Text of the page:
And what other cities have also drawn up their mobility plans or a more general form of a strategic framework?
A sustainable mobility plan can be understood most simply as a set of measures aiming to improve urban transport and meeting the demand for mobility in the long-term. Such plans also include an action programme that lays out a timeline for when individual measures will be implemented.
While a SUMP (Sustainable Urban Mobility Plan) covers urban mobility in a comprehensive sense, a SUMF (Sustainable Urban Mobility Framework) focuses on a plan for public transport service in cities. The SUMP is more important for obtaining an EU subsidies. Which cities have already approved a SUMP and which a SUMF? This is decided by the Commission for Assessing Urban Mobility Documents at the Czech Ministry of Transport. Though there is no legal obligation to draw up a SUMP/SUMF in the Czech legislation, if a municipality is considering making use of subsidies from EU funds, it must draft a SUMP/SUMF if it contains 50 000 inhabitants or more. Naturally there are also dozens of cases where municipalities have drafted a mobility plan, but because they are not planning on utilising European funds, they do not submit them to the aforementioned commission.
SUMP or SUMF?
Aside from assessing individual plans, the commission's role is also establishing the standards for what plans should look like. For this end it makes use of the methodology of the Transport Research Centre. The commission members certainly do not see their mission as assuming a hard line and strictly rejecting sub-par plans, but rather in helping out and using examples of best practice to show submitters how to properly adjust the plan so that it can be approved.
Although the topic of mobility plans first began to turn up after 2013, the first sustainable mobility plan that the commission assessed was the Plzeň SUMP, at the start of 2017. Plans were later submitted by Ostrava, Olomouc and Brno. The commission verified all of them. Other cities will soon submit their plans. It should be mentioned that the Plzeň and Ostrava SUMPs are very well prepared documents that have set a high bar of expectations for other plans. At the end of October the commission carried out an assessment of the Prague SUMP, with the responsible parties – including the new political representatives – to be informed of the results of this assessment over the course of November.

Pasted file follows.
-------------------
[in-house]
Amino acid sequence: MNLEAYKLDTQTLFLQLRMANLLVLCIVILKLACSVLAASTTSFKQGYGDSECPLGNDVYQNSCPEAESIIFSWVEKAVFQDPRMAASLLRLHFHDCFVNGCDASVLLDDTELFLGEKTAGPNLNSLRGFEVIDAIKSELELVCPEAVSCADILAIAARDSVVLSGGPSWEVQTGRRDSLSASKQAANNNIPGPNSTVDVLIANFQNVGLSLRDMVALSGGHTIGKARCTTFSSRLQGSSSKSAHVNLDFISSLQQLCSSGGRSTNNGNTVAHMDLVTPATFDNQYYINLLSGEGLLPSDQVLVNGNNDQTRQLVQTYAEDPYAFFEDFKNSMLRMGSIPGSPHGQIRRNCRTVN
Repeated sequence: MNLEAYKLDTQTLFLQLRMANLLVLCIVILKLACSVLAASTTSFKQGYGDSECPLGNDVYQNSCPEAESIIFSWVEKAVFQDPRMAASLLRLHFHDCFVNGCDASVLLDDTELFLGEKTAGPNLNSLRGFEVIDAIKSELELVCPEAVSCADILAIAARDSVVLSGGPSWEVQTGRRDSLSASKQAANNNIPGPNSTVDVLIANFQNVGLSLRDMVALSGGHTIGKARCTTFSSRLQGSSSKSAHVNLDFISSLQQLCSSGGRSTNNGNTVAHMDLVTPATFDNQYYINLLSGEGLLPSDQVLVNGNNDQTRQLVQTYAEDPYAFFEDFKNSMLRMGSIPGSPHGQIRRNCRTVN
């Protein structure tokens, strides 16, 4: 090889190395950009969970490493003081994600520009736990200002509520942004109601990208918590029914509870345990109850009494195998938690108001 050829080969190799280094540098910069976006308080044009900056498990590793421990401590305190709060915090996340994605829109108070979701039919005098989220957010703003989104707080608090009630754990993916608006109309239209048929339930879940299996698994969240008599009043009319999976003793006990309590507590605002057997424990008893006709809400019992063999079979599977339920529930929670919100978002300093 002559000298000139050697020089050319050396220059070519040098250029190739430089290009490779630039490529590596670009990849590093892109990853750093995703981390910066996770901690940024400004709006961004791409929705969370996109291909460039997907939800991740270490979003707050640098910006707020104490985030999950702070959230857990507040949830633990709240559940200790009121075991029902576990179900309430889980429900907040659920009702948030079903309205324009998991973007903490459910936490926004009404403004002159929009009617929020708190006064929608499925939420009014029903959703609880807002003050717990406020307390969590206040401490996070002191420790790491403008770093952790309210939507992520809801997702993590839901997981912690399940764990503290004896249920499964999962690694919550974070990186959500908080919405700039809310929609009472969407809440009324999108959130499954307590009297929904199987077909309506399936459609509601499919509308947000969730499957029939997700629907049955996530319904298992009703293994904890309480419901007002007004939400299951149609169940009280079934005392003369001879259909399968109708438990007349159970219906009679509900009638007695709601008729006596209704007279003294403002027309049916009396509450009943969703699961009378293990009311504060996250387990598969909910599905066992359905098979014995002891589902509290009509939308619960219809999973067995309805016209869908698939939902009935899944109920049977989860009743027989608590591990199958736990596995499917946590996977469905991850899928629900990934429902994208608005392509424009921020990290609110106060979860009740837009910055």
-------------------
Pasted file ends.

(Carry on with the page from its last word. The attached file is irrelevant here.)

Aside from evaluating mobility plans, the commission also deals with the approval of strategic frameworks, i.e. SUMFs. Some documents are deliberately drawn up in this format, while others have higher ambitions but do not comply with the methodology for SUMPs and thus end up being approved as SUMFs. This is the case of the mobility plan for the city of Jihlava. The cities that have submitted a SUMF and had it approved include Liberec, Zlín, Pardubice and Hradec Králové.
Is there a comparison of mobility plans?
It is essentially impossible to compare plans. The plans are general in nature and react to the individual requirements for developing mobility in the given municipality or locale. If the drafter fails to take this into account, the commission could take a negative stance on it.
The fact that the individual SUMPs produced in the Czech Republic are of good quality is also indicated by the interest and recognition from abroad. At the 5th European Conference on SUMP, which took place in 2018 in Nicosia, Cyprus, the foreign delegates expressed an interest in the Czech manner of commission verification, and how it sets up the evaluation criteria. We can be pleased with the fact that although other European countries have longer experience with creating plans, some coming out after the year 2000, we rank in the upper half in terms of quality.
Superiority of the Prague SUMP
Although we stated that mobility plans are nearly impossible to compare, there is one perspective that can be measured – their creation process. For Prague's SUMP we can particularly highlight the part of expert-level discussions, which was overseen very well. Experts from JASPERS were also involved in the process, which was not the case for other plans. They provided for professional supervision in accordance with the methodology and examples of best practice.
All that can be done now is trust that all this effort will soon lead to approval of the final Sustainable Mobility Plan for Prague and Surroundings. Given the size of the metropolis and the differing goals of the political parties in the city government that is to approve the plan, it is of utmost importance to find a broad consensus, which will not be an easy matter.
This interesting information was shared with us by Michal Ulrich, employee of the EU Fund Department at the Czech Ministry of Transport and also Secretary of the Commission for Assessing Urban Mobility Documents. We hereby extend our thanks.